During a recent conversation with Metal Injection, Anthrax guitarist Scott Ian talked about the impact of KISS on his music career and recalled how they were the biggest band in the world.
KISS has impacted the rock music scene with their music and performances, especially in the 70s. The band has been primarily known for performing with distinctive face paintings and outfits. There was a theatrical atmosphere in KISS’ stage performances with their incredible live shows and make-up. They remained a mystery until the ‘unmasked’ era in the 80s.
KISS has impressed many musicians, and Anthrax’s Scott Ian was one of them. Ian mentioned in a previous conversation how he was addicted to KISS when he was a child, and his parents were not satisfied with it. He admired all aspects of KISS, including their shows being in between horror and comical sides.
In a recent conversation, Scott Ian stated that KISS had the most powerful performances in the world while talking about the 70s. According to him, KISS was like an Alice Cooper with four people mixing music and horror in the live shows. As the guitarist mentioned, KISS’ continued the mystery without showing their faces for a long time was one of the reasons that made them the biggest band in the world in the 70s. Ian said that having a chance to watch KISS’ live show was the most impactful memory of his childhood.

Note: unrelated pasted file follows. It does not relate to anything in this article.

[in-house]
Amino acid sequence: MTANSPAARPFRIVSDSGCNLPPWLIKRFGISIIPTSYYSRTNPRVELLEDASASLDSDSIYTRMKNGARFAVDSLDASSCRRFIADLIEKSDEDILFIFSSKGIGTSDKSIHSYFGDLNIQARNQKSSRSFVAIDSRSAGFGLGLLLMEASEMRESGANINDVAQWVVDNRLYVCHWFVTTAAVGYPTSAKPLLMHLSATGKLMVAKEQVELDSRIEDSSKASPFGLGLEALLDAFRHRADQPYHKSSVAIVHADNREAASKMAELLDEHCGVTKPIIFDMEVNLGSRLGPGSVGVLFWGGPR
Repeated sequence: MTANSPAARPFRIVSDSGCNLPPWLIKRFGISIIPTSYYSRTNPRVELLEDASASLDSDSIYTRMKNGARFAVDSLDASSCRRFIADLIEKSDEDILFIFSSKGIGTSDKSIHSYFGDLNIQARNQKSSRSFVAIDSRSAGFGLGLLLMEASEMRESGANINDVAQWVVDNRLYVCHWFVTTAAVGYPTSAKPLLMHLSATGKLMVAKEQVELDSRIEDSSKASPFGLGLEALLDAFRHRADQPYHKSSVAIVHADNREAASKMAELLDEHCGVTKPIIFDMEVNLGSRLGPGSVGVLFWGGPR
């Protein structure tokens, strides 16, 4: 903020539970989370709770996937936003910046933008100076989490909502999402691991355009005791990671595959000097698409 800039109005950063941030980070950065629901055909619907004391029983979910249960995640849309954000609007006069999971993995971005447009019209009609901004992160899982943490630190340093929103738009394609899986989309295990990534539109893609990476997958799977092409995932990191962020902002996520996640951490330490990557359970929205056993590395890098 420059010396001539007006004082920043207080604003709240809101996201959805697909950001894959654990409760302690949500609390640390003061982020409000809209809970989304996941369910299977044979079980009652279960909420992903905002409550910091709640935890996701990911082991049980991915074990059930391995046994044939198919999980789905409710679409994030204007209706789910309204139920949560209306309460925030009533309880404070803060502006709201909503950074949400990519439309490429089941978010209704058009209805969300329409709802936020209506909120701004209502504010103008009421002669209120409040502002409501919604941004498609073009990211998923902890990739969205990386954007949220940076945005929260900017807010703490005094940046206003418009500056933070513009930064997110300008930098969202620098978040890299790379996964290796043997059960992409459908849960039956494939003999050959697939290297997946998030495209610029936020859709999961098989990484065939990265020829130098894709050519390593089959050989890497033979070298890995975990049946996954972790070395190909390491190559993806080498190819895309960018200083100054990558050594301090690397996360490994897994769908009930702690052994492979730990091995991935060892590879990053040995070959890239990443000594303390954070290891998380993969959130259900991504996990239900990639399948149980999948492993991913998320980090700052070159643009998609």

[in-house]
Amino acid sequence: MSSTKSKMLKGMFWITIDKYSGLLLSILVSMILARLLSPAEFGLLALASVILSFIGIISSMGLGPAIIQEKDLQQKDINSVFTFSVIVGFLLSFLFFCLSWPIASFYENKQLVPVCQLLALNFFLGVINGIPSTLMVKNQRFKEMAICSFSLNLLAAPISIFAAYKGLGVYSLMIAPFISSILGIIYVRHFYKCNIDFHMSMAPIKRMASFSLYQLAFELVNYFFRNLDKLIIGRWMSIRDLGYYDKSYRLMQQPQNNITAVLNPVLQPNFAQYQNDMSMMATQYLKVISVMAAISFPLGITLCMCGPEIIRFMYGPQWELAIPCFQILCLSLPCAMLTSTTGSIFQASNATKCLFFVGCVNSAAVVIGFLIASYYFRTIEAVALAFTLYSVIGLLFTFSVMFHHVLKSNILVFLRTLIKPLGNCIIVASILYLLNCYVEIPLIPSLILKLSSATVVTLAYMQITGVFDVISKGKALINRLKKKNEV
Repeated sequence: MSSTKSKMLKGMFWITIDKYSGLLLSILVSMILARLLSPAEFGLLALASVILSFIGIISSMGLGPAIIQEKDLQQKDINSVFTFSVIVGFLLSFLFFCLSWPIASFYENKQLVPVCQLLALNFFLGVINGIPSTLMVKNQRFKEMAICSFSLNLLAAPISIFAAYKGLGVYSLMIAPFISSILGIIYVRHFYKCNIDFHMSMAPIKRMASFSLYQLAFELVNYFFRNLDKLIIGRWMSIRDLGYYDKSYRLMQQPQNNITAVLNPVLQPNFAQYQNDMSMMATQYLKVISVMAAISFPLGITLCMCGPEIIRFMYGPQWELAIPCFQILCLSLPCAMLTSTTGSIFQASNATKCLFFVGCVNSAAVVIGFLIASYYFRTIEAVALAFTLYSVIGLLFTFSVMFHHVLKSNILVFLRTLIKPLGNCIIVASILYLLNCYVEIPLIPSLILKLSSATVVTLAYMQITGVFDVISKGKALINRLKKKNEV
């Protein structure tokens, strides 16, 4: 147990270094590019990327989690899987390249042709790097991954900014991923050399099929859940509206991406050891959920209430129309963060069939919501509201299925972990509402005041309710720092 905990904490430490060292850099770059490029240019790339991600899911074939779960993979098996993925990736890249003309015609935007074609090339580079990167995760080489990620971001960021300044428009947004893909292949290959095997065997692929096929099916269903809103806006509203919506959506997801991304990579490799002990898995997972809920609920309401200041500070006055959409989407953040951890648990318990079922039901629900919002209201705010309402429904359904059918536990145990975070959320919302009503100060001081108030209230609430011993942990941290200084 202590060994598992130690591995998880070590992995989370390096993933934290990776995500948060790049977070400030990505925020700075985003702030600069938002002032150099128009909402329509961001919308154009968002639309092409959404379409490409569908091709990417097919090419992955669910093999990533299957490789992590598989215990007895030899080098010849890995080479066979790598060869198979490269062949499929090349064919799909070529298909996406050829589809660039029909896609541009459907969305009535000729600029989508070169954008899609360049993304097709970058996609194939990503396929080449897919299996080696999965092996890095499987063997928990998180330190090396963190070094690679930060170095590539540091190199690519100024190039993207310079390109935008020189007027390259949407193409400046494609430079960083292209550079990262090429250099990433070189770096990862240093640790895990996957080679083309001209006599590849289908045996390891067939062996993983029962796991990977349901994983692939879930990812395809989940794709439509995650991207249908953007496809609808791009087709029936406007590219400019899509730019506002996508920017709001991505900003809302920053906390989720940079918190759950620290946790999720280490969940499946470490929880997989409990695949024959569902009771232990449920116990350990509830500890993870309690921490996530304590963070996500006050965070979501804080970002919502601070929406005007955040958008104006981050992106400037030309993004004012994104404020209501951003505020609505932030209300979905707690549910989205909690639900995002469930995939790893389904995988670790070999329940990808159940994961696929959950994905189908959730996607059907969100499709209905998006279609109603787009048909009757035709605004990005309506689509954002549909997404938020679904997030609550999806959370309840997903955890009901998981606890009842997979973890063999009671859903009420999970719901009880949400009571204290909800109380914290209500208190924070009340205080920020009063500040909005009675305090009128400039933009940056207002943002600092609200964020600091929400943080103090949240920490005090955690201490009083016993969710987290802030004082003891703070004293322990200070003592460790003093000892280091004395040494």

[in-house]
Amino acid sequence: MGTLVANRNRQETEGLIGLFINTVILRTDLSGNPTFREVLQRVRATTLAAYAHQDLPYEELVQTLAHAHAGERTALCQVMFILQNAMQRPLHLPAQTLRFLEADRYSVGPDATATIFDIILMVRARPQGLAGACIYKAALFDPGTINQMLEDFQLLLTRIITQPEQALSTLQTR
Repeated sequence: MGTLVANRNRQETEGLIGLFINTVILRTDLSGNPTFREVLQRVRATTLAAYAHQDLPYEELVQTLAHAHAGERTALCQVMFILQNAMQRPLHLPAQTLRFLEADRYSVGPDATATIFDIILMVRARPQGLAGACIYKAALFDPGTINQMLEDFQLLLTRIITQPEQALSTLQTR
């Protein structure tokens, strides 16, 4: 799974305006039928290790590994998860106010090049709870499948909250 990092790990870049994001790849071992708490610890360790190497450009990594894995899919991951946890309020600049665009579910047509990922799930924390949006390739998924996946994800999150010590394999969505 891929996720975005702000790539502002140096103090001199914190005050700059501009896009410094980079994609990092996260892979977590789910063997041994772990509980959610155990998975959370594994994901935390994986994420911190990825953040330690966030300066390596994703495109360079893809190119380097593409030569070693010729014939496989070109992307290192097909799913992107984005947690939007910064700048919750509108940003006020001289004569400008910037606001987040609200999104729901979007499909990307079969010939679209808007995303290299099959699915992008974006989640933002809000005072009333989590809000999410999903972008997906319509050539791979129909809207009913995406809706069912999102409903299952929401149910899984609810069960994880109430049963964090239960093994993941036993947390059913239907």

Scott Ian explained KISS’ impact on the 70s:
“Look, you had Alice Cooper, of course, who was around doing the horror theme and combining it with rock and putting on the big show. But now you had four Alice Coopers. It was like you had the whole band involved and the fact that you never saw their faces. You could go pick up Creem magazine, and you’d see a photo of Alice Cooper without his stage makeup on.
So it was definitely more of like it’s a show, whereas KISS kept the secret as long as they could, especially in the 70s. I mean, what a big deal that was as a kid when the magazines would do those articles like “KISS Unmasked,” and you’d see them like this covers half his face. I mean, it was such a big deal.
The mystique was huge. And I mean, look, in 1977, there was no bigger, and as far as I know, there was nothing bigger on the planet than Kiss. I saw them twice that year, in February ’77 and again in December of ’77. And it really just was the biggest, most important thing for me as a kid. It was just mind-blowing.”
Many musicians and audiences have still been impressed by KISS’ unique style and performances. Scott Ian expressed his admiration for KISS’ theatrical shows, which used horror and comic elements by mixing in music and stating that the band was the biggest thing in the world in the 70s.